CHANGE your pain
How to talk about your pain with your healthcare professional
Preparation is key
Appointments with doctors can be short; therefore, before your appointment about your chronic pain, it can be beneficial to prepare key points that you want to discuss with your doctor.
Key pieces of information your doctor may want to know are:1
You can read more about ways to prepare for your appointment here
Setting realistic goals
Once you’ve discussed your pain, it is important to work with your doctor to set realistic short- and long-term goals.2 It may not be possible to completely alleviate your pain but reducing your pain and working towards reintroducing activities that you used to enjoy may be possible.
To begin setting your goals, your doctor may ask you questions like:3
With this information, you and your doctor can work together to tailor your treatment to your needs and priorities.4,5 Remember, there could be factors contributing to your pain that you might not typically think of, so be open to suggested solutions.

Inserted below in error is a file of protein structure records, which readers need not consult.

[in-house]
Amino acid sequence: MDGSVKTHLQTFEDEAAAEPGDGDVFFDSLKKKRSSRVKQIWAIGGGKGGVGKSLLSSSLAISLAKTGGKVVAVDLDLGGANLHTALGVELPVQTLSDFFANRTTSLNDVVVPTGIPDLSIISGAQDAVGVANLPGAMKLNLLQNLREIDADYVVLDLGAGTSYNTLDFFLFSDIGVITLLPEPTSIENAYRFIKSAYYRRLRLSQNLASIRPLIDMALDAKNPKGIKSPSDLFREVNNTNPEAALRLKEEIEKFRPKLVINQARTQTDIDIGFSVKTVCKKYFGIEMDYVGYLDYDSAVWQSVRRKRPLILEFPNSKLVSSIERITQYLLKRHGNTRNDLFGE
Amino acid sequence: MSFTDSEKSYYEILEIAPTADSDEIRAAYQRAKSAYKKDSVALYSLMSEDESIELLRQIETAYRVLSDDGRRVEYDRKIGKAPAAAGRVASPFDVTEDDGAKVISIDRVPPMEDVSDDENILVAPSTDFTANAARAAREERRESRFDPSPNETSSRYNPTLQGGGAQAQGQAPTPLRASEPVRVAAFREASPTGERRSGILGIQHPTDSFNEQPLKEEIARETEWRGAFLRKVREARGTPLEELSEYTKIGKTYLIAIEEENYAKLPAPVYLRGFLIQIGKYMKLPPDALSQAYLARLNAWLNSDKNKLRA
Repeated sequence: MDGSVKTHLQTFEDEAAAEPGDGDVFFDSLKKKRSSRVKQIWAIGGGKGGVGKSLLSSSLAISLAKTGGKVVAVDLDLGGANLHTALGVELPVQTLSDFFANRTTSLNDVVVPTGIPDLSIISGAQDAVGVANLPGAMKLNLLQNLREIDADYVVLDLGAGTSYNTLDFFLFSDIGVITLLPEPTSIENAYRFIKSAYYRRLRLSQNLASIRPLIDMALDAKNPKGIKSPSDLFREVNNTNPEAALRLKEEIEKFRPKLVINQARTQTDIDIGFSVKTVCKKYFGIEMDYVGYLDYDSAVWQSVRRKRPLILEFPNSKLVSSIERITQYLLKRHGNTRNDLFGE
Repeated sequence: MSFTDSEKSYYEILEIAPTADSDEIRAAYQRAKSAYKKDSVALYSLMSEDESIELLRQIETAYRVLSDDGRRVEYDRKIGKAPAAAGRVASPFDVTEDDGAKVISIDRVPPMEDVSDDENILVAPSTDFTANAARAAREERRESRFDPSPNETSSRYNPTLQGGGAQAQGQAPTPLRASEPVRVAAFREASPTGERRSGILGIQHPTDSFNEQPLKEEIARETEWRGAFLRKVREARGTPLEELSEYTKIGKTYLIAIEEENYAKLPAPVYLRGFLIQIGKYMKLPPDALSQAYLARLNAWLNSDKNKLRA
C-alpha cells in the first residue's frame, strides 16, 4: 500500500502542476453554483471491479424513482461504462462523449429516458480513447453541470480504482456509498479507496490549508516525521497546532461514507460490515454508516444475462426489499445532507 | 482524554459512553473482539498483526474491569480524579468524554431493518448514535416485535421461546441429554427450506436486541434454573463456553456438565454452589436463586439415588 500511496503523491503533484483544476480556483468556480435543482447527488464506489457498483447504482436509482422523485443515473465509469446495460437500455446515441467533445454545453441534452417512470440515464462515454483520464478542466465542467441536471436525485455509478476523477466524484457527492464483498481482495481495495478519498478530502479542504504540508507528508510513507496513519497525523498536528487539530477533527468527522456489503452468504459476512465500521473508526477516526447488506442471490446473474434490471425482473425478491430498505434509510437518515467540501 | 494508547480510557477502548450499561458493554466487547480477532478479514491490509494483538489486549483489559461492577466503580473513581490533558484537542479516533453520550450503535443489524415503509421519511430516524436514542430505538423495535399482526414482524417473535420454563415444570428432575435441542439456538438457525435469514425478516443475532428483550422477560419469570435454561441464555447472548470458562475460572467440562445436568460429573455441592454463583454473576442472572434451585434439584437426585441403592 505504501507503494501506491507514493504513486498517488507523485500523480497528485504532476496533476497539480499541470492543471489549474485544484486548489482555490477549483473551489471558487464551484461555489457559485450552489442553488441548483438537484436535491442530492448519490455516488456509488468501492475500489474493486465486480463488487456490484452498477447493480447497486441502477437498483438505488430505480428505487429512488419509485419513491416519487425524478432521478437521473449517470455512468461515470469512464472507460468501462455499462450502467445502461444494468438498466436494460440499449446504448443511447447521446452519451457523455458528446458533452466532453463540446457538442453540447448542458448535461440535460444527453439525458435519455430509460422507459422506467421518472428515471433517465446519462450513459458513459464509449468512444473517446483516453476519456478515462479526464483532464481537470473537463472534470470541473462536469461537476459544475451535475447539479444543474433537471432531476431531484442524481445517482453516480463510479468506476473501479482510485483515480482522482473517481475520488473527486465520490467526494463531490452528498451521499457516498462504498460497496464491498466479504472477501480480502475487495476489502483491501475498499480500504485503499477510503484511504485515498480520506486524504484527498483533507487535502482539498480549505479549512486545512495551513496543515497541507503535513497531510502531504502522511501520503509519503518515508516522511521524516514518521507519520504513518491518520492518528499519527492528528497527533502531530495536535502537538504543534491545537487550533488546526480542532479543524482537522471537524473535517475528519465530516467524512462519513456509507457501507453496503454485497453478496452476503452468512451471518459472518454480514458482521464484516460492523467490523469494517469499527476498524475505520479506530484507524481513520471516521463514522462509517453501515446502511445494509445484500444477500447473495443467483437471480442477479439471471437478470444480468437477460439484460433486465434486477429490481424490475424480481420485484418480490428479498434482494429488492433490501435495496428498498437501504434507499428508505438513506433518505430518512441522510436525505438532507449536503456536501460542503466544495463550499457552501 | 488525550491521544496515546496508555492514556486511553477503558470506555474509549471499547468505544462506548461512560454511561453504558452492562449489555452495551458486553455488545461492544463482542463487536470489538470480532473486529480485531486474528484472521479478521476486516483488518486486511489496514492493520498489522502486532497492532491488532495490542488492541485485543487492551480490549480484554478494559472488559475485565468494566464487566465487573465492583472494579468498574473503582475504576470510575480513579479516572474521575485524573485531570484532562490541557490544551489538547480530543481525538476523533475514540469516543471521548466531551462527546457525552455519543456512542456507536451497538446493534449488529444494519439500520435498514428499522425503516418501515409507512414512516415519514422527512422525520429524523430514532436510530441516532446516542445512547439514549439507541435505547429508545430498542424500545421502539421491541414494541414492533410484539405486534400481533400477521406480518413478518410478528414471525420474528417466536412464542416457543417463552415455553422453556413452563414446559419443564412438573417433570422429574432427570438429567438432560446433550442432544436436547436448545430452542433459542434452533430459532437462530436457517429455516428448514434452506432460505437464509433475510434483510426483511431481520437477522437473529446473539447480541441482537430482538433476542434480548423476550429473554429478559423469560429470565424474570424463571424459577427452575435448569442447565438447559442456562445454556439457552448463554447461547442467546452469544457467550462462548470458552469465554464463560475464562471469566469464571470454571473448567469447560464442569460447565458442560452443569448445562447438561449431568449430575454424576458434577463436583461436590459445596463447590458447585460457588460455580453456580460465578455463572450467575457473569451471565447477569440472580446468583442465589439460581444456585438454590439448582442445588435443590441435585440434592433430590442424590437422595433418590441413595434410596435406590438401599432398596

Continuing to monitor your pain
Once you’ve discussed and agreed upon a management plan, it’s important to continue to monitor your pain. Not only will this let you see how well your treatment is working or whether changes need to be made (if it is not working so well), it will also help you to see how far you have come and note the successes you have achieved.6
Take a look at some of the other resources in the CHANGE your pain section for hints and tips that you may find helpful for managing your pain.
1. Clayton H, Reschak G, Gaynor S, Creamer J. A novel program to assess and manage pain. Medsurg Nurs 2000; 9: 318–21.
2. Henry SG, Matthias MS. Patient-clinician communication about pain: A conceptual model and narrative review. Pain Med (United States) 2018; 19: 2154–65.
3. Nijs J, Wijma AJ, Willaert W, et al. Integrating motivational interviewing in pain neuroscience education for people with chronic pain: A practical guide for clinicians. Phys Ther 2020; 100: 846–59.
4. Australian Department of Health & Human Services. What is person-centred health care? A literature review. 2011. www2.health.vic.gov.au/about/publications/researchandreports/What-is-person-centred-health-care-A-literature-review Accessed April 2021.
5. Royal College of General Practitioners. Inquiry into patient centred care in the 21st century. 2014. www.rcgp.org.uk/policy/rcgp-policy-areas/inquiry-into-patient-centred-care-in-the-21st-century.aspx Accessed April 2021.
6. De Wit R, Van Dam F, Hanneman M, et al. Evaluation of the use of a pain diary in chronic cancer pain patients at home. Pain 1999; 79: 89–99.